They all taste pleasant, but are all going to get more time. One dandelion recipe tasted very strong of orange peel when I first transferred. To the point I thought it was a throw away. Now, it has mellowed and I think more time will improve them all. They are currently 5 months from pitching. There are no notable differences between additives and not other than clarity. I didn't add peptic enzyme to all, and only a 1/4 tsp to some. For the dandelion that was enough, for the carrot it did very little. I was going to add more, but I am going to age another 3 months at least, so I figured I would wait and see what time does as another comparison. I can always dose and clear at a later date if I decide they are ready to bottle before they clear. Absolutely no notable off flavors from one batch to the other due to lacking nutrient. I did add vitamin B and food grade epsom salts (micro nutrients) to one dandelion that was chugging along really slowly at day 6 to give it a higher chance of success.

So really no definitive results other than fermentation can be completed without any additiives. Even a low nutrient must like dandelion. I used EC-1118 in all but the slow dandelion, that was K1-V1116. Other yeasts with higher nutrient requirements would likely be a completely different story and possibly a complete fail.

I ended up dumping the 3 gallons of Dragon's Blood mentioned earlier in the thread. Whether I beat it to death with 02 or not, the Buon Vino tainted it with the filter soap taste. That will never be used on ANY of my wines again. I have a poly spun filter housing ready to set up and All In One wine pump supplies on the way.
View attachment 94996
You are getting as bad as BigDaveK!
 

BigDaveK

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I figured I might as well update as I just racked all the wines. I made 5 wines total. 2 dandelion, and 3 carrot. The carrots all had different methods. Chopped and boiled. Juiced and boiled pulp added to a mesh bag, and juiced with raw pulp added in a mesh bag. One carrot got a full dose of nutrient and energizer, and two were no additives. One dandelion got a shot of energizer, the other no additives. Boiled carrot was certainly the most pleasant in the must, and although I tasted them all at racking I didn't note the method for comparison. I'll save that for when they are farther along.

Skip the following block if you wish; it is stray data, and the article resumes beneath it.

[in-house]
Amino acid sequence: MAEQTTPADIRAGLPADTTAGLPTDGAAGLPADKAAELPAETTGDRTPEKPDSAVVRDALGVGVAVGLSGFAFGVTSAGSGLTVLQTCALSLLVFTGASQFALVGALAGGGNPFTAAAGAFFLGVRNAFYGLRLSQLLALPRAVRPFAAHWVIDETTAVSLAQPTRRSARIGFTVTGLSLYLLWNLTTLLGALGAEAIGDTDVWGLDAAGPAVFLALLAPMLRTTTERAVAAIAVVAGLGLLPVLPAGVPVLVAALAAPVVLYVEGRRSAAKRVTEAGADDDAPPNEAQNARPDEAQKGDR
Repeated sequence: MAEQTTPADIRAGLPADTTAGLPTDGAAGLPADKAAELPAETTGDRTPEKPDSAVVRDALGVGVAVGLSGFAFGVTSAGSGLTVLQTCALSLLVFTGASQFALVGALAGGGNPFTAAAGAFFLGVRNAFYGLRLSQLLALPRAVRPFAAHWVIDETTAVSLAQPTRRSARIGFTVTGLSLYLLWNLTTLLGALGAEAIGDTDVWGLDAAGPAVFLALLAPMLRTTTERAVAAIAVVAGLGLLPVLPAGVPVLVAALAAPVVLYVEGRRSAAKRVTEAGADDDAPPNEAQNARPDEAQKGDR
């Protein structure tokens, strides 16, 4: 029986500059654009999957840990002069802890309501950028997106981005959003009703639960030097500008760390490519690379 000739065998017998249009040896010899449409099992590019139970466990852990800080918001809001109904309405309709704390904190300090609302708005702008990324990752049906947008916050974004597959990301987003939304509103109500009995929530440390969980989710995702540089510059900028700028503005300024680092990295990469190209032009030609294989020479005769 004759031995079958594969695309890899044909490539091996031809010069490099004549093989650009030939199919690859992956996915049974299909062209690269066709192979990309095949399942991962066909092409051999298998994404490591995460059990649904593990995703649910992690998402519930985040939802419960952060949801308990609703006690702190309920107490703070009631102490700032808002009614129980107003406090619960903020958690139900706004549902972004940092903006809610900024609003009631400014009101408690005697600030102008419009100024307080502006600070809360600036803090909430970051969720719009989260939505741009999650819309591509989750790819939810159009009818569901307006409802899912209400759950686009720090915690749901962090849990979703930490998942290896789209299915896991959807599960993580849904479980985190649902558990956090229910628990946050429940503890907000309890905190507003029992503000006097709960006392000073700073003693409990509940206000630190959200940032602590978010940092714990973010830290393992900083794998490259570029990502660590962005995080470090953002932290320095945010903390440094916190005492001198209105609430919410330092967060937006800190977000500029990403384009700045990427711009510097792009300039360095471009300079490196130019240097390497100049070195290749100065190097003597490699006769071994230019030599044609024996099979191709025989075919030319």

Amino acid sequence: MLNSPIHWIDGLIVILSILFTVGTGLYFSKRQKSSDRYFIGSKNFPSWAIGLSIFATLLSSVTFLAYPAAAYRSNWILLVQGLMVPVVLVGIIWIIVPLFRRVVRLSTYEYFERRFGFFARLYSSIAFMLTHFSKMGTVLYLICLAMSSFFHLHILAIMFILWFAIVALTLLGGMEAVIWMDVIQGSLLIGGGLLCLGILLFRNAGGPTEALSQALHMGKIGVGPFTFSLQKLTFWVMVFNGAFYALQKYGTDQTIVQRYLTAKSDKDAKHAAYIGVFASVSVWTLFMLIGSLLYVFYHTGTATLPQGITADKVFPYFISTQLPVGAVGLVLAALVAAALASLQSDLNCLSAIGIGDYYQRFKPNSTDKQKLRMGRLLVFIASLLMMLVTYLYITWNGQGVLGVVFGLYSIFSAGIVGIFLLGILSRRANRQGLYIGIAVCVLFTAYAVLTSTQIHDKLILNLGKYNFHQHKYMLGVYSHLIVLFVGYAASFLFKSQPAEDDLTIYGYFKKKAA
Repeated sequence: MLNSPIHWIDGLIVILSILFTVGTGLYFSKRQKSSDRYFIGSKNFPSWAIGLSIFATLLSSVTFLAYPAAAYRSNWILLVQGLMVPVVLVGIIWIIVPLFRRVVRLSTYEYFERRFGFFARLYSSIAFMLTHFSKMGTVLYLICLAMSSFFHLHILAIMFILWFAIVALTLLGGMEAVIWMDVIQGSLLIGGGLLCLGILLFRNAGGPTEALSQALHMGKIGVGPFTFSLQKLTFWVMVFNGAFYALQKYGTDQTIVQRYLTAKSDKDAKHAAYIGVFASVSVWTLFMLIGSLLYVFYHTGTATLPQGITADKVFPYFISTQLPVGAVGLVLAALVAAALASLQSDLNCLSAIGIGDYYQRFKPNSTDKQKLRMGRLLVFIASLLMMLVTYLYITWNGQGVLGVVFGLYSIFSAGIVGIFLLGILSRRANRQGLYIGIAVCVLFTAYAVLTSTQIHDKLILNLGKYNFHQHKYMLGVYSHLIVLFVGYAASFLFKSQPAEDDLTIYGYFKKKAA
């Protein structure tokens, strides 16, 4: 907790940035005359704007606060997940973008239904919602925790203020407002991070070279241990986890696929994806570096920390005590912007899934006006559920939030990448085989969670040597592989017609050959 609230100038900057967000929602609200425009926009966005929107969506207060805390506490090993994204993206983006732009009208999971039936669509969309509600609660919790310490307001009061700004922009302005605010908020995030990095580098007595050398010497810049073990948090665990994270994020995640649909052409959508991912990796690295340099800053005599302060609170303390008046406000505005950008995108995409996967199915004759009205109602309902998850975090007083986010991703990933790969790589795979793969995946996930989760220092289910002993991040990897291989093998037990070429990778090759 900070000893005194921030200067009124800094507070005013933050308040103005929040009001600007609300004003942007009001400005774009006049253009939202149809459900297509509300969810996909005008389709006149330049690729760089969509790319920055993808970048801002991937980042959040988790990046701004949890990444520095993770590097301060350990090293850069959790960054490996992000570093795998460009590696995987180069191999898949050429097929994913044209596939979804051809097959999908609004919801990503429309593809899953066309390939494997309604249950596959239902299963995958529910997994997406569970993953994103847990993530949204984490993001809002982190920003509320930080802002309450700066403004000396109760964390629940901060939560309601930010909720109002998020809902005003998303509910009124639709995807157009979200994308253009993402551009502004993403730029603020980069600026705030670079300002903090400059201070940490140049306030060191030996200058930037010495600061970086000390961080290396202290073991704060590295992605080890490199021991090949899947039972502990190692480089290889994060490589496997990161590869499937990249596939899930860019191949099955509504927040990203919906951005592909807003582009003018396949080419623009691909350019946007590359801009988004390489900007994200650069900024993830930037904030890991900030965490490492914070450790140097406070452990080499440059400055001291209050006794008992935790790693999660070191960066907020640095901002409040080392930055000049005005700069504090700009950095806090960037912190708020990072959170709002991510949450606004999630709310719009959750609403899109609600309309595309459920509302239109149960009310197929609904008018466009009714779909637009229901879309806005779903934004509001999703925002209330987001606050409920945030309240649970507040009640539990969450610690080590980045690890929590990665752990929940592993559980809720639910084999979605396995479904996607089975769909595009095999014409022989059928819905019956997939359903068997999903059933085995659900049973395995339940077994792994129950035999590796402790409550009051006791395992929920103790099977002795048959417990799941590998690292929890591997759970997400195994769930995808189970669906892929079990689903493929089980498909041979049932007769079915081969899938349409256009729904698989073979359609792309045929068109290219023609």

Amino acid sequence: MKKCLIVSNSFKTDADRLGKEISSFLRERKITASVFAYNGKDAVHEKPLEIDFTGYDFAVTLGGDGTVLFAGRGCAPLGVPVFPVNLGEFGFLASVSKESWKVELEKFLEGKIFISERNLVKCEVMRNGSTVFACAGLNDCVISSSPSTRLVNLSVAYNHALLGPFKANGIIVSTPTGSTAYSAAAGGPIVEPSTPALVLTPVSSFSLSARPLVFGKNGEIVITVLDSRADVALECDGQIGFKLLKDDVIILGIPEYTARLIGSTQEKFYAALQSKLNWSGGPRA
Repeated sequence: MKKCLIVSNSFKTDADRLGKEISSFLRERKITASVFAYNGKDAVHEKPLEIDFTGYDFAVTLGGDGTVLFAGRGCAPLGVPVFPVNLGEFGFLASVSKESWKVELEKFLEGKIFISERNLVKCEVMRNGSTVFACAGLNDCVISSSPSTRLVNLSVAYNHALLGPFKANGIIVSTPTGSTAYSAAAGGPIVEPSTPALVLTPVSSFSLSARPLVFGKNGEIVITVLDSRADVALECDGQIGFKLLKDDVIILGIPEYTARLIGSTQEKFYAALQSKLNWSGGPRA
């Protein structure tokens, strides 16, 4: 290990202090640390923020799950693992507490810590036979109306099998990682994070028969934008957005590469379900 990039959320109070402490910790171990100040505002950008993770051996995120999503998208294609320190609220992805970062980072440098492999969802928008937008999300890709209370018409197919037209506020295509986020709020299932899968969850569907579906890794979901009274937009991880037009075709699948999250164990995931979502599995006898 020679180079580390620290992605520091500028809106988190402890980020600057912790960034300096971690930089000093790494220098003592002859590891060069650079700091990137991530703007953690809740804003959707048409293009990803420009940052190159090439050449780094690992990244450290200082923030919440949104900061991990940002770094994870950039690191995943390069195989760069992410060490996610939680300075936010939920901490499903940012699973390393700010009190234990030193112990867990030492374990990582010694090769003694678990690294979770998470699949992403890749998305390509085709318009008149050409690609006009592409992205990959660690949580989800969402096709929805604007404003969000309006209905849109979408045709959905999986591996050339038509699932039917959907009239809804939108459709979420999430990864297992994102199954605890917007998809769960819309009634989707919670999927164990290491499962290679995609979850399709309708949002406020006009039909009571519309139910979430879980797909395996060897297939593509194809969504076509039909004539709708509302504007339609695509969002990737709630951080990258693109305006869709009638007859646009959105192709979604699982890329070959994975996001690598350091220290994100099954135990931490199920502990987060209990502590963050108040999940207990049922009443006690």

All fermented out dry. The ones without any additives took significantly longer. Like 2 weeks longer to stop active off gassing, but I never got a final gravity on those, so I can't say specifically how much longer.

They all taste pleasant, but are all going to get more time. One dandelion recipe tasted very strong of orange peel when I first transferred. To the point I thought it was a throw away. Now, it has mellowed and I think more time will improve them all. They are currently 5 months from pitching. There are no notable differences between additives and not other than clarity. I didn't add peptic enzyme to all, and only a 1/4 tsp to some. For the dandelion that was enough, for the carrot it did very little. I was going to add more, but I am going to age another 3 months at least, so I figured I would wait and see what time does as another comparison. I can always dose and clear at a later date if I decide they are ready to bottle before they clear. Absolutely no notable off flavors from one batch to the other due to lacking nutrient. I did add vitamin B and food grade epsom salts (micro nutrients) to one dandelion that was chugging along really slowly at day 6 to give it a higher chance of success.

So really no definitive results other than fermentation can be completed without any additiives. Even a low nutrient must like dandelion. I used EC-1118 in all but the slow dandelion, that was K1-V1116. Other yeasts with higher nutrient requirements would likely be a completely different story and possibly a complete fail.

I ended up dumping the 3 gallons of Dragon's Blood mentioned earlier in the thread. Whether I beat it to death with 02 or not, the Buon Vino tainted it with the filter soap taste. That will never be used on ANY of my wines again. I have a poly spun filter housing ready to set up and All In One wine pump supplies on the way.
View attachment 94996
Outstanding!
Great update! Saved me some experimenting.